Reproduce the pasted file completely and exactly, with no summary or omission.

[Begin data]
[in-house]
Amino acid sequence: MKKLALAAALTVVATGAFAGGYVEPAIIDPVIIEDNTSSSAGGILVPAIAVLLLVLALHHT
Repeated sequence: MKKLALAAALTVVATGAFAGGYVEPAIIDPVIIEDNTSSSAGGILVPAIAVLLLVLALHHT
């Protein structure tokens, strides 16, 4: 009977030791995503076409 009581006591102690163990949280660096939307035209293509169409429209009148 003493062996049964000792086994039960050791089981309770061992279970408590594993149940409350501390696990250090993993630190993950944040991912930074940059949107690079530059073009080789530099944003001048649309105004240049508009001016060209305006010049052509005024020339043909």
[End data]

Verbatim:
[in-house]
Amino acid sequence: MKKLALAAALTVVATGAFAGGYVEPAIIDPVIIEDNTSSSAGGILVPAIAVLLLVLALHHT
Repeated sequence: MKKLALAAALTVVATGAFAGGYVEPAIIDPVIIEDNTSSSAGGILVPAIAVLLLVLALHHT
């Protein structure tokens, strides 16, 4: 009977030791995503076409 009581006591102690163990949280660096939307035209293509169409429209009148 003493062996049964000792086994039960050791089981309770061992279970408590594993149940409350501390696990250090993993630190993950944040991912930074940059949107690079530059073009080789530099944003001048649309105004240049508009001016060209305006010049052509005024020339043909």